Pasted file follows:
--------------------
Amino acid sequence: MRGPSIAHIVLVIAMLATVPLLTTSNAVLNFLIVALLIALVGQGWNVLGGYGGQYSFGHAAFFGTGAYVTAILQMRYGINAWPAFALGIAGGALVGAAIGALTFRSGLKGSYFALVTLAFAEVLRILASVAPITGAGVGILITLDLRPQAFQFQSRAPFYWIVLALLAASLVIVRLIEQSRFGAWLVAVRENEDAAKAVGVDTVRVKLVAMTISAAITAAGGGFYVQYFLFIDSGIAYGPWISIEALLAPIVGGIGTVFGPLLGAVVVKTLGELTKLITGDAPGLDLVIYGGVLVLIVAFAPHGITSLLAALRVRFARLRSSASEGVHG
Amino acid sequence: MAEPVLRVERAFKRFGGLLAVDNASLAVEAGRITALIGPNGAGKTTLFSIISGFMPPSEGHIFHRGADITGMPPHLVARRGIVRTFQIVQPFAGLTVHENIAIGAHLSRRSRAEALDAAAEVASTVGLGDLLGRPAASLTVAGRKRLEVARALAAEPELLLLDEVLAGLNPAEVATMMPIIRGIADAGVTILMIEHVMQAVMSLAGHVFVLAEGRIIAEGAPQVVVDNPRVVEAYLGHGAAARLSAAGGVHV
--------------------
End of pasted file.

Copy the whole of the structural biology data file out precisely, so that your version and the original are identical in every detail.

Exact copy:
Amino acid sequence: MRGPSIAHIVLVIAMLATVPLLTTSNAVLNFLIVALLIALVGQGWNVLGGYGGQYSFGHAAFFGTGAYVTAILQMRYGINAWPAFALGIAGGALVGAAIGALTFRSGLKGSYFALVTLAFAEVLRILASVAPITGAGVGILITLDLRPQAFQFQSRAPFYWIVLALLAASLVIVRLIEQSRFGAWLVAVRENEDAAKAVGVDTVRVKLVAMTISAAITAAGGGFYVQYFLFIDSGIAYGPWISIEALLAPIVGGIGTVFGPLLGAVVVKTLGELTKLITGDAPGLDLVIYGGVLVLIVAFAPHGITSLLAALRVRFARLRSSASEGVHG
Amino acid sequence: MAEPVLRVERAFKRFGGLLAVDNASLAVEAGRITALIGPNGAGKTTLFSIISGFMPPSEGHIFHRGADITGMPPHLVARRGIVRTFQIVQPFAGLTVHENIAIGAHLSRRSRAEALDAAAEVASTVGLGDLLGRPAASLTVAGRKRLEVARALAAEPELLLLDEVLAGLNPAEVATMMPIIRGIADAGVTILMIEHVMQAVMSLAGHVFVLAEGRIIAEGAPQVVVDNPRVVEAYLGHGAAARLSAAGGVHV